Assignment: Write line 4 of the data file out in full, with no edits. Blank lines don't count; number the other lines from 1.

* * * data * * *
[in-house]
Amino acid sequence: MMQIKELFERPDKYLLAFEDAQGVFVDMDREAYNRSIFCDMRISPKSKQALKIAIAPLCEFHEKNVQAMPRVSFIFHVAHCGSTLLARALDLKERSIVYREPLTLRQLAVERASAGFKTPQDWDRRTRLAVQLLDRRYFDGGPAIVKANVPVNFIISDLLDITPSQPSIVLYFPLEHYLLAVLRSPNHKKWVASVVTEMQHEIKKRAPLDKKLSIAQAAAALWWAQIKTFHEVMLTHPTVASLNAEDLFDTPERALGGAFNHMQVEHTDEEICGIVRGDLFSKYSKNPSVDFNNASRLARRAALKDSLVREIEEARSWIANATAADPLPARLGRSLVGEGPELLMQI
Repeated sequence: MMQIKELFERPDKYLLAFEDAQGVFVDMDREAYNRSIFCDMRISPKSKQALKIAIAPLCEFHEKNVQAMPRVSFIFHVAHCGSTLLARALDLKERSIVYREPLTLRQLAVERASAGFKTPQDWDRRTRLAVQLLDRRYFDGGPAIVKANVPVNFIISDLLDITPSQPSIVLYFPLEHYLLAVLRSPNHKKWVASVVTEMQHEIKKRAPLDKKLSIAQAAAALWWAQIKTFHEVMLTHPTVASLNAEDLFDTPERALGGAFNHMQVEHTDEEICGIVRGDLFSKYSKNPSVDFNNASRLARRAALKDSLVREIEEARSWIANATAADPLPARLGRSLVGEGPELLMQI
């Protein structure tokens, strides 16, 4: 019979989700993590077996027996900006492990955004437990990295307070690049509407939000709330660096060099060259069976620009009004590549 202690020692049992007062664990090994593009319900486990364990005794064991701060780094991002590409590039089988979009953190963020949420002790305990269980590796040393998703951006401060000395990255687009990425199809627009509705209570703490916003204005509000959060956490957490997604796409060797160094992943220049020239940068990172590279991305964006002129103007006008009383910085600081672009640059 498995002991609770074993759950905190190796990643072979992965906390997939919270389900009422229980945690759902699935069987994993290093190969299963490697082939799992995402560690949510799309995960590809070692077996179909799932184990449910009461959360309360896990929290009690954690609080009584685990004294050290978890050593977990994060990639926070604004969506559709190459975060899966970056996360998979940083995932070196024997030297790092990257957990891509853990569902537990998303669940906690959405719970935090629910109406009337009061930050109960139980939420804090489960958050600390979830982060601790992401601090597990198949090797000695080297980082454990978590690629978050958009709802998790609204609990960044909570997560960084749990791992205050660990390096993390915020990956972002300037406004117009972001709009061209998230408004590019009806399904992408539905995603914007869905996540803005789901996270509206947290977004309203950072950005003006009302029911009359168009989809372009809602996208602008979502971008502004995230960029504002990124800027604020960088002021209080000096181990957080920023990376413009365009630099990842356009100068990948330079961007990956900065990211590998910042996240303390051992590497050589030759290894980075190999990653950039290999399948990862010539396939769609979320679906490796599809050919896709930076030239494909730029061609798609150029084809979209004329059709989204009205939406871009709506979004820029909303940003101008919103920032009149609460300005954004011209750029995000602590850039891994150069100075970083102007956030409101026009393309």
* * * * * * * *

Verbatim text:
């Protein structure tokens, strides 16, 4: 019979989700993590077996027996900006492990955004437990990295307070690049509407939000709330660096060099060259069976620009009004590549 202690020692049992007062664990090994593009319900486990364990005794064991701060780094991002590409590039089988979009953190963020949420002790305990269980590796040393998703951006401060000395990255687009990425199809627009509705209570703490916003204005509000959060956490957490997604796409060797160094992943220049020239940068990172590279991305964006002129103007006008009383910085600081672009640059 498995002991609770074993759950905190190796990643072979992965906390997939919270389900009422229980945690759902699935069987994993290093190969299963490697082939799992995402560690949510799309995960590809070692077996179909799932184990449910009461959360309360896990929290009690954690609080009584685990004294050290978890050593977990994060990639926070604004969506559709190459975060899966970056996360998979940083995932070196024997030297790092990257957990891509853990569902537990998303669940906690959405719970935090629910109406009337009061930050109960139980939420804090489960958050600390979830982060601790992401601090597990198949090797000695080297980082454990978590690629978050958009709802998790609204609990960044909570997560960084749990791992205050660990390096993390915020990956972002300037406004117009972001709009061209998230408004590019009806399904992408539905995603914007869905996540803005789901996270509206947290977004309203950072950005003006009302029911009359168009989809372009809602996208602008979502971008502004995230960029504002990124800027604020960088002021209080000096181990957080920023990376413009365009630099990842356009100068990948330079961007990956900065990211590998910042996240303390051992590497050589030759290894980075190999990653950039290999399948990862010539396939769609979320679906490796599809050919896709930076030239494909730029061609798609150029084809979209004329059709989204009205939406871009709506979004820029909303940003101008919103920032009149609460300005954004011209750029995000602590850039891994150069100075970083102007956030409101026009393309």